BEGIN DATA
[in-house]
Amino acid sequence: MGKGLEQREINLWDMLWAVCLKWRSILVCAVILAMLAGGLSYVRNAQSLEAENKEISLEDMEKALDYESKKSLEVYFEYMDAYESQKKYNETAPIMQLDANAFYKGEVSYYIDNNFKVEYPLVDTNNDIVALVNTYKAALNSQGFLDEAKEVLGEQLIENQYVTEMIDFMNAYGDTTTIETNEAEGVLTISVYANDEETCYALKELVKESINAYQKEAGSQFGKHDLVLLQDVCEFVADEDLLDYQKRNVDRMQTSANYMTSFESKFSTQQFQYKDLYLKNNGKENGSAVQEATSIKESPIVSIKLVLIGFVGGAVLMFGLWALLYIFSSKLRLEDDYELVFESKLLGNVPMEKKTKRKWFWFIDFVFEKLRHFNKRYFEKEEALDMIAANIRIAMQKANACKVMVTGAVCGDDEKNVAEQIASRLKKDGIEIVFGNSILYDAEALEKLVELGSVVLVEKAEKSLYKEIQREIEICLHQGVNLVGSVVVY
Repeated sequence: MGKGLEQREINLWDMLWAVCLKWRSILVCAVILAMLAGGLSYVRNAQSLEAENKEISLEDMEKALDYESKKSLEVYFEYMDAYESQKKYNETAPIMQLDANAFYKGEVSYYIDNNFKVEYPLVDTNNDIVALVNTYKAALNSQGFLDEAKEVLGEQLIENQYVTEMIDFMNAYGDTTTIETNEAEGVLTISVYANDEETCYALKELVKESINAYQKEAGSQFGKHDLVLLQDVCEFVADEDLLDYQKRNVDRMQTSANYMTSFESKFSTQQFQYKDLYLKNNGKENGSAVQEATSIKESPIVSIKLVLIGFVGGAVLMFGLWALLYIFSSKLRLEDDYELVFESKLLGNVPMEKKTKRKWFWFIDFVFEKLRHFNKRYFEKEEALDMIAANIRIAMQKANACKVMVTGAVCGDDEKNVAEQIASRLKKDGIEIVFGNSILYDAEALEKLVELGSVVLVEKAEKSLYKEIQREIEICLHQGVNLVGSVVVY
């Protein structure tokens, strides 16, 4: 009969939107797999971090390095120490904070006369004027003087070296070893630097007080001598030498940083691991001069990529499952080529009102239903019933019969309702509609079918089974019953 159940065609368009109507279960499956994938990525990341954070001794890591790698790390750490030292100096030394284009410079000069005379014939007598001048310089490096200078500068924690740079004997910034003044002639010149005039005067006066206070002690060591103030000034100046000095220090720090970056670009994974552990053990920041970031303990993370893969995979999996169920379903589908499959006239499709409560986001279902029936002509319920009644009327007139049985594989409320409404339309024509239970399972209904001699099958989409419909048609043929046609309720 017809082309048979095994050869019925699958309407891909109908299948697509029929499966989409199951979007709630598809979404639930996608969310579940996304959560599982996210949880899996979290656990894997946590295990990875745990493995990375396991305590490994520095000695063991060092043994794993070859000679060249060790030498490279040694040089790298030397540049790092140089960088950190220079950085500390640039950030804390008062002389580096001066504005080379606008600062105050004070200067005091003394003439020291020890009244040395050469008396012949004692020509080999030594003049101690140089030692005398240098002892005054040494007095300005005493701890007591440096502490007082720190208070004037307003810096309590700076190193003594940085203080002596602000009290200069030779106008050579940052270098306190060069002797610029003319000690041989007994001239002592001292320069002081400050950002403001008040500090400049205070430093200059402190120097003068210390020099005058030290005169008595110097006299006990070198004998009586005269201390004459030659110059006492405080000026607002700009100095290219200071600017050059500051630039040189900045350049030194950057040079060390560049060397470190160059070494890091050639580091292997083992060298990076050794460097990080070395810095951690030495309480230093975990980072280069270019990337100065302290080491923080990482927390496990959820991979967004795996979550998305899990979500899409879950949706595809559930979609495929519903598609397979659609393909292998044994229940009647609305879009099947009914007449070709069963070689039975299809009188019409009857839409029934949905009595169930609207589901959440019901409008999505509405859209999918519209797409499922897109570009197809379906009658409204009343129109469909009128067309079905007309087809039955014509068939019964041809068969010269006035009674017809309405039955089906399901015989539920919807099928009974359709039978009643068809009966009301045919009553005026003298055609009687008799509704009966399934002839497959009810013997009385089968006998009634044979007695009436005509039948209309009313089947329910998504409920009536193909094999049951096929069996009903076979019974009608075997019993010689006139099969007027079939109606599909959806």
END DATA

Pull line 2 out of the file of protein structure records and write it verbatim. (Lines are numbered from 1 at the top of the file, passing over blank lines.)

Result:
Amino acid sequence: MGKGLEQREINLWDMLWAVCLKWRSILVCAVILAMLAGGLSYVRNAQSLEAENKEISLEDMEKALDYESKKSLEVYFEYMDAYESQKKYNETAPIMQLDANAFYKGEVSYYIDNNFKVEYPLVDTNNDIVALVNTYKAALNSQGFLDEAKEVLGEQLIENQYVTEMIDFMNAYGDTTTIETNEAEGVLTISVYANDEETCYALKELVKESINAYQKEAGSQFGKHDLVLLQDVCEFVADEDLLDYQKRNVDRMQTSANYMTSFESKFSTQQFQYKDLYLKNNGKENGSAVQEATSIKESPIVSIKLVLIGFVGGAVLMFGLWALLYIFSSKLRLEDDYELVFESKLLGNVPMEKKTKRKWFWFIDFVFEKLRHFNKRYFEKEEALDMIAANIRIAMQKANACKVMVTGAVCGDDEKNVAEQIASRLKKDGIEIVFGNSILYDAEALEKLVELGSVVLVEKAEKSLYKEIQREIEICLHQGVNLVGSVVVY